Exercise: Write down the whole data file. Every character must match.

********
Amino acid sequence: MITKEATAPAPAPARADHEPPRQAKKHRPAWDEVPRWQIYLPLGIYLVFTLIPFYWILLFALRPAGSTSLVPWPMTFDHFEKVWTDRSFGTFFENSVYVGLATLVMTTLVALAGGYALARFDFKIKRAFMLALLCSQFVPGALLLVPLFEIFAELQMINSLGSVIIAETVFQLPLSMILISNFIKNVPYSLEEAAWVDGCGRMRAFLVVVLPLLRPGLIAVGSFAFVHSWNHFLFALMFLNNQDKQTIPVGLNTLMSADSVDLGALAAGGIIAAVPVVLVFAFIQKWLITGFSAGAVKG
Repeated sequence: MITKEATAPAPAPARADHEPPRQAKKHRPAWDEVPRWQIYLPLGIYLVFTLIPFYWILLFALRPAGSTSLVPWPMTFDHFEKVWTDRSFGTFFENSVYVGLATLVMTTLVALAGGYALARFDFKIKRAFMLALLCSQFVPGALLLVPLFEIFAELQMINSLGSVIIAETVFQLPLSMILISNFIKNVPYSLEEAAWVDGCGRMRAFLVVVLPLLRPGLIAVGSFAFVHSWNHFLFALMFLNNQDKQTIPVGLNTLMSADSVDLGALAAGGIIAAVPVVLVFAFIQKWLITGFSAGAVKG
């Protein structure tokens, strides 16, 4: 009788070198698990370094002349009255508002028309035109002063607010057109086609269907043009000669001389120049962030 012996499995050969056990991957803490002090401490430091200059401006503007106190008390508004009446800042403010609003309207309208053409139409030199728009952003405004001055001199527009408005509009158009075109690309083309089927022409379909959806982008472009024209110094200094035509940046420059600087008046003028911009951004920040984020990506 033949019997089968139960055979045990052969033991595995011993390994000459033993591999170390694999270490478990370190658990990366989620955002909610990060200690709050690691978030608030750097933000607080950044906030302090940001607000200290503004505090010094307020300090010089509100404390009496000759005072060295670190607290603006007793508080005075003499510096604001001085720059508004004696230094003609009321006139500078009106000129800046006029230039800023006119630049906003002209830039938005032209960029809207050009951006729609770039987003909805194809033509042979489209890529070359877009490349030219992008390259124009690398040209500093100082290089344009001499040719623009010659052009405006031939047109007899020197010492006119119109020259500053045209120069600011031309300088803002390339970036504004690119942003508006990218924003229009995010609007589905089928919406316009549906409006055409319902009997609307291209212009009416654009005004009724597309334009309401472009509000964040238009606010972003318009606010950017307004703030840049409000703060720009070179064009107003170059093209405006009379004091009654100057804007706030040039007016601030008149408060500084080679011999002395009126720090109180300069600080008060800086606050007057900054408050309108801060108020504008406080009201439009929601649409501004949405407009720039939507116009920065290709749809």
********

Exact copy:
Amino acid sequence: MITKEATAPAPAPARADHEPPRQAKKHRPAWDEVPRWQIYLPLGIYLVFTLIPFYWILLFALRPAGSTSLVPWPMTFDHFEKVWTDRSFGTFFENSVYVGLATLVMTTLVALAGGYALARFDFKIKRAFMLALLCSQFVPGALLLVPLFEIFAELQMINSLGSVIIAETVFQLPLSMILISNFIKNVPYSLEEAAWVDGCGRMRAFLVVVLPLLRPGLIAVGSFAFVHSWNHFLFALMFLNNQDKQTIPVGLNTLMSADSVDLGALAAGGIIAAVPVVLVFAFIQKWLITGFSAGAVKG
Repeated sequence: MITKEATAPAPAPARADHEPPRQAKKHRPAWDEVPRWQIYLPLGIYLVFTLIPFYWILLFALRPAGSTSLVPWPMTFDHFEKVWTDRSFGTFFENSVYVGLATLVMTTLVALAGGYALARFDFKIKRAFMLALLCSQFVPGALLLVPLFEIFAELQMINSLGSVIIAETVFQLPLSMILISNFIKNVPYSLEEAAWVDGCGRMRAFLVVVLPLLRPGLIAVGSFAFVHSWNHFLFALMFLNNQDKQTIPVGLNTLMSADSVDLGALAAGGIIAAVPVVLVFAFIQKWLITGFSAGAVKG
């Protein structure tokens, strides 16, 4: 009788070198698990370094002349009255508002028309035109002063607010057109086609269907043009000669001389120049962030 012996499995050969056990991957803490002090401490430091200059401006503007106190008390508004009446800042403010609003309207309208053409139409030199728009952003405004001055001199527009408005509009158009075109690309083309089927022409379909959806982008472009024209110094200094035509940046420059600087008046003028911009951004920040984020990506 033949019997089968139960055979045990052969033991595995011993390994000459033993591999170390694999270490478990370190658990990366989620955002909610990060200690709050690691978030608030750097933000607080950044906030302090940001607000200290503004505090010094307020300090010089509100404390009496000759005072060295670190607290603006007793508080005075003499510096604001001085720059508004004696230094003609009321006139500078009106000129800046006029230039800023006119630049906003002209830039938005032209960029809207050009951006729609770039987003909805194809033509042979489209890529070359877009490349030219992008390259124009690398040209500093100082290089344009001499040719623009010659052009405006031939047109007899020197010492006119119109020259500053045209120069600011031309300088803002390339970036504004690119942003508006990218924003229009995010609007589905089928919406316009549906409006055409319902009997609307291209212009009416654009005004009724597309334009309401472009509000964040238009606010972003318009606010950017307004703030840049409000703060720009070179064009107003170059093209405006009379004091009654100057804007706030040039007016601030008149408060500084080679011999002395009126720090109180300069600080008060800086606050007057900054408050309108801060108020504008406080009201439009929601649409501004949405407009720039939507116009920065290709749809």